I'll probably pick it up again in a few weeks...I might build a head end car first...Here's the roof frame before I bent one of the sides...

    EDIT: Before the roof ordeal...I scribed a 0.020" thick sheet of styrene by hand to create the floor for the car...and added the weights. I took care to locate a hole from the underside clear of the weights and in such a place that it will be hidden by the interior eventually. I've cobbled together an interior plan...sort of...from a very generic 1885 renumbering diagram and the later C&S folio sheets from after it had been extensively rebuilt twice. The interior was & is Walnut.

    Attached Files:

  18. steamhead

    steamhead Active Member

    Oh..man....If I could build like that I'd be the happiest dude around..!! :mrgreen:
    Excellent...!! :thumb:
  19. nkp174

    nkp174 Active Member

    The Mark II roof. :idea:

    I've learned from my styrene melting experience before...and I've finally worked up the will to make my second attempt.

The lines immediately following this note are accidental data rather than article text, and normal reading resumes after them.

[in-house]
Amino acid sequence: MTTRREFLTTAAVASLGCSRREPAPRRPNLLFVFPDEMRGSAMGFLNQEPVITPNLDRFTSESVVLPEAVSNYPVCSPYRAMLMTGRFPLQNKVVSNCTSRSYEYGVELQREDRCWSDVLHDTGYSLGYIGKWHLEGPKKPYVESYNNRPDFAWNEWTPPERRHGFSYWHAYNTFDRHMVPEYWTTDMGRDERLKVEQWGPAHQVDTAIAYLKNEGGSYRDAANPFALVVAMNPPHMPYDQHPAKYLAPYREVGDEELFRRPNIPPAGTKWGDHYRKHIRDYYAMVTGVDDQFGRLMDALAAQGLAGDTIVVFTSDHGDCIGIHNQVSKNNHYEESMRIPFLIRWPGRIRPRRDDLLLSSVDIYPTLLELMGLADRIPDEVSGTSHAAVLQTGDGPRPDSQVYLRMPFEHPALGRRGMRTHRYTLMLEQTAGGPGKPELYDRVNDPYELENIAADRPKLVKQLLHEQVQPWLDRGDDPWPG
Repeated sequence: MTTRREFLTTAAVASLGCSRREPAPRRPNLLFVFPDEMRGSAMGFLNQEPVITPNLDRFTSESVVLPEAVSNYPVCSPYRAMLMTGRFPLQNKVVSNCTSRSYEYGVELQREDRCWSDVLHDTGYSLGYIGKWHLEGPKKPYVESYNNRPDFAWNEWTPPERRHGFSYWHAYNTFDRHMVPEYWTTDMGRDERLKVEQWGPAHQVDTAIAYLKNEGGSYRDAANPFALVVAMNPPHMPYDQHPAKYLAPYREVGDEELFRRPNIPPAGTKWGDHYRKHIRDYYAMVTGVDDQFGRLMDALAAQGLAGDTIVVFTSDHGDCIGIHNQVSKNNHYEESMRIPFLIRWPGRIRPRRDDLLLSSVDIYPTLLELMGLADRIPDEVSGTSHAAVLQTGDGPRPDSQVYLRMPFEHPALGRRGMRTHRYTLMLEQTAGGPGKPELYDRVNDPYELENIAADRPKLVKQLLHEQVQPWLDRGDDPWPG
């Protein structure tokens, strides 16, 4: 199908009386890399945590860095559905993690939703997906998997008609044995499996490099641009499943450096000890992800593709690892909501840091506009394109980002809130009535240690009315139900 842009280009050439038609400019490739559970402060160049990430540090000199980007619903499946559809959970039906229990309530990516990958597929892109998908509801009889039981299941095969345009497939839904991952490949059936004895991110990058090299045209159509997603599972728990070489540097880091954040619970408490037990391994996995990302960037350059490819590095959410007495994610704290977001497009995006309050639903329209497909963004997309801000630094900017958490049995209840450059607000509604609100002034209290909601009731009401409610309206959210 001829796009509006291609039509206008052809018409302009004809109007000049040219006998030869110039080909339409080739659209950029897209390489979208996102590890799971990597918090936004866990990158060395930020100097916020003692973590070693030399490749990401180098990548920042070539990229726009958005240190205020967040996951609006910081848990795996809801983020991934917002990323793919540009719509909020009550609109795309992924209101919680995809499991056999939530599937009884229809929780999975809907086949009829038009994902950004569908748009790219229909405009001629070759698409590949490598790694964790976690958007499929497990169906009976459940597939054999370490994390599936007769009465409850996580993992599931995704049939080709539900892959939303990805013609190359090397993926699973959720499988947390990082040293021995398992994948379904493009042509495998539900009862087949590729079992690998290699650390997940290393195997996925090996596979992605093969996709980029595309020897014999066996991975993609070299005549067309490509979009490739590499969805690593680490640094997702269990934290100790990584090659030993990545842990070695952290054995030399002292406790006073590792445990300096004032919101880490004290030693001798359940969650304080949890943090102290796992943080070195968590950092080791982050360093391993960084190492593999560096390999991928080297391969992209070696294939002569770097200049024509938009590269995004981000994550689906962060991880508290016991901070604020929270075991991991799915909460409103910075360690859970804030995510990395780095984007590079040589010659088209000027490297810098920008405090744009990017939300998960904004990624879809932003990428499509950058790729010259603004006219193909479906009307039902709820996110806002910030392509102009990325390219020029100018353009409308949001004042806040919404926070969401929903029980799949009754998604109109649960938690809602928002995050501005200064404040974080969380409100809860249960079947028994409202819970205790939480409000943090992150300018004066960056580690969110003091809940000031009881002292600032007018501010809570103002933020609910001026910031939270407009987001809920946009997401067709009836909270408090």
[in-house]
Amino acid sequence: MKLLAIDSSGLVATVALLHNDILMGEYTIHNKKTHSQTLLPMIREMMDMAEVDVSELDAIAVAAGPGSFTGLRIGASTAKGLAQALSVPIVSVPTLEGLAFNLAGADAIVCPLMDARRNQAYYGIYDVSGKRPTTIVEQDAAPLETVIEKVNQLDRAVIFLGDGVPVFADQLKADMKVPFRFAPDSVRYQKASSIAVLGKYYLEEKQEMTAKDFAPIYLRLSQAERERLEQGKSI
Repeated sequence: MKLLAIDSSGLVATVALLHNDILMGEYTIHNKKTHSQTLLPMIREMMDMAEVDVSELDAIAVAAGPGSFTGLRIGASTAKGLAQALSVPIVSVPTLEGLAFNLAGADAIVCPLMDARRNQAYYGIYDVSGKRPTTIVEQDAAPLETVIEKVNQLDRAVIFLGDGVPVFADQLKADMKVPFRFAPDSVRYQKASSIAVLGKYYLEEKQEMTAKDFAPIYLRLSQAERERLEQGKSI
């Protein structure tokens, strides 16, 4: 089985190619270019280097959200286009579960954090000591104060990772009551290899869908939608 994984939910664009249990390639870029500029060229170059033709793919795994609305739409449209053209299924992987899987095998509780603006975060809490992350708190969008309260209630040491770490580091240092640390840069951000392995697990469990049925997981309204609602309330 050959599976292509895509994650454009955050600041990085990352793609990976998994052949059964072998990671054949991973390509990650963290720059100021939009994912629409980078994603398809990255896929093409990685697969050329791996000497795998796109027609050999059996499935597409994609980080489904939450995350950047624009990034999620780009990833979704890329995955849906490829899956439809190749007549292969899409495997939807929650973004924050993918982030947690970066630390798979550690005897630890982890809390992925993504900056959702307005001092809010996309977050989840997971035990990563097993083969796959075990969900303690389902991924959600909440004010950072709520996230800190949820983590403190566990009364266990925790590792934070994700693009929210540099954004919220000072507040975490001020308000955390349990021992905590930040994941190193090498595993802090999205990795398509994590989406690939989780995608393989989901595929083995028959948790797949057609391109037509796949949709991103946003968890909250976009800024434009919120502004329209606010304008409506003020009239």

I've increased the number of carlines from 4 per side to 11 per side...and they were more uniform/faster to complete than the previous ones...newer, faster, better techniques. One intermediate technique I tried was heating up styrene and shaping it on a brass jig...but I didn't like that.

    The curvature on this roof is better. Part of my problem before (actually, it was THE problem) was that they drawings I was using had way too tight of a curve.

    I also have a new technique in mind for the ends. So far, it's taken me 5.5hrs to rebuild the roof...while I probably spent several weeks on the first one.

    I used a jig and a spacer to help keep the clerestory from sagging while I glued the carlines in place...you can see the jig to the right...and a space in the center of the roof's frame.


    Next up I'll make/add the clerestory carlines and the ends. After that, I'll start on the interior...which I've completed a best-guess arrangement as to the floor plan. I'll also be adding/creating the brake gear and the truss rods (the attachments to the car were previously a problem, but I've figured out how to make them from wire). I'm going to use Grandt Line end sills/end rails.

  20. ScratchyAngel

    ScratchyAngel Member

    Very nice. I'm glad to see this going again. The softer cure definitely looks better to my eye too, that it fits the real thing better is a happy accident :D